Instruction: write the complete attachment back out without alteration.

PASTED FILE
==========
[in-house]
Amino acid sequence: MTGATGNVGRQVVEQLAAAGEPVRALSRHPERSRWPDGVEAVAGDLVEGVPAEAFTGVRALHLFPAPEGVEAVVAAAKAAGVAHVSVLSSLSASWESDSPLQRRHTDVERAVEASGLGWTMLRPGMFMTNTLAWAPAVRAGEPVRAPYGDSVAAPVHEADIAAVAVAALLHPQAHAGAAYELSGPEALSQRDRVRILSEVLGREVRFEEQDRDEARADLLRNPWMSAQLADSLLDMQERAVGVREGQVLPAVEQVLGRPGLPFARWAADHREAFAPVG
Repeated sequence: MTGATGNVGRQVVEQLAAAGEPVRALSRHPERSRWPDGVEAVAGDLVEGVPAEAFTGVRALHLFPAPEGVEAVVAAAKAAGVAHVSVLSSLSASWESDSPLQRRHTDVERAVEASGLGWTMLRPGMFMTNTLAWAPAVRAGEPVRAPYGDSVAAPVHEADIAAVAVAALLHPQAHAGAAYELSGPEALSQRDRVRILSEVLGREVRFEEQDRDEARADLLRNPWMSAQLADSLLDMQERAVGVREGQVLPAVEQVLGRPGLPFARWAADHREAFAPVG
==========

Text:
[in-house]
Amino acid sequence: MTGATGNVGRQVVEQLAAAGEPVRALSRHPERSRWPDGVEAVAGDLVEGVPAEAFTGVRALHLFPAPEGVEAVVAAAKAAGVAHVSVLSSLSASWESDSPLQRRHTDVERAVEASGLGWTMLRPGMFMTNTLAWAPAVRAGEPVRAPYGDSVAAPVHEADIAAVAVAALLHPQAHAGAAYELSGPEALSQRDRVRILSEVLGREVRFEEQDRDEARADLLRNPWMSAQLADSLLDMQERAVGVREGQVLPAVEQVLGRPGLPFARWAADHREAFAPVG
Repeated sequence: MTGATGNVGRQVVEQLAAAGEPVRALSRHPERSRWPDGVEAVAGDLVEGVPAEAFTGVRALHLFPAPEGVEAVVAAAKAAGVAHVSVLSSLSASWESDSPLQRRHTDVERAVEASGLGWTMLRPGMFMTNTLAWAPAVRAGEPVRAPYGDSVAAPVHEADIAAVAVAALLHPQAHAGAAYELSGPEALSQRDRVRILSEVLGREVRFEEQDRDEARADLLRNPWMSAQLADSLLDMQERAVGVREGQVLPAVEQVLGRPGLPFARWAADHREAFAPVG